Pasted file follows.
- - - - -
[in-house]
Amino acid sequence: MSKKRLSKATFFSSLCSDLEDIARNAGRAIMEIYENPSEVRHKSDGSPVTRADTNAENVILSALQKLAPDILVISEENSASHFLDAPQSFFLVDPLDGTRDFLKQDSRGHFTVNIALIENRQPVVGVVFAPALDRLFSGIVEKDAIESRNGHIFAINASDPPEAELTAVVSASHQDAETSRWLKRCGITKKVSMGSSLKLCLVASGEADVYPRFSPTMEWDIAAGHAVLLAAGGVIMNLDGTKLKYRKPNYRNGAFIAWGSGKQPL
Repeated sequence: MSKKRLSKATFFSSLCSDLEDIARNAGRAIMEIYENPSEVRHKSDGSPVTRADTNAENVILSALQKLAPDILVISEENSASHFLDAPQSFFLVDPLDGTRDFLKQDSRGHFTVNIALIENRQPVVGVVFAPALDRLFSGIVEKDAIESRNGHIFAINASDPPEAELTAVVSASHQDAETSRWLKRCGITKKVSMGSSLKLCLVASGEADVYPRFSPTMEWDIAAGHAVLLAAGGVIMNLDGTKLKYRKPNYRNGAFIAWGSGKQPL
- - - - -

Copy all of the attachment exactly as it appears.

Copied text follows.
[in-house]
Amino acid sequence: MSKKRLSKATFFSSLCSDLEDIARNAGRAIMEIYENPSEVRHKSDGSPVTRADTNAENVILSALQKLAPDILVISEENSASHFLDAPQSFFLVDPLDGTRDFLKQDSRGHFTVNIALIENRQPVVGVVFAPALDRLFSGIVEKDAIESRNGHIFAINASDPPEAELTAVVSASHQDAETSRWLKRCGITKKVSMGSSLKLCLVASGEADVYPRFSPTMEWDIAAGHAVLLAAGGVIMNLDGTKLKYRKPNYRNGAFIAWGSGKQPL
Repeated sequence: MSKKRLSKATFFSSLCSDLEDIARNAGRAIMEIYENPSEVRHKSDGSPVTRADTNAENVILSALQKLAPDILVISEENSASHFLDAPQSFFLVDPLDGTRDFLKQDSRGHFTVNIALIENRQPVVGVVFAPALDRLFSGIVEKDAIESRNGHIFAINASDPPEAELTAVVSASHQDAETSRWLKRCGITKKVSMGSSLKLCLVASGEADVYPRFSPTMEWDIAAGHAVLLAAGGVIMNLDGTKLKYRKPNYRNGAFIAWGSGKQPL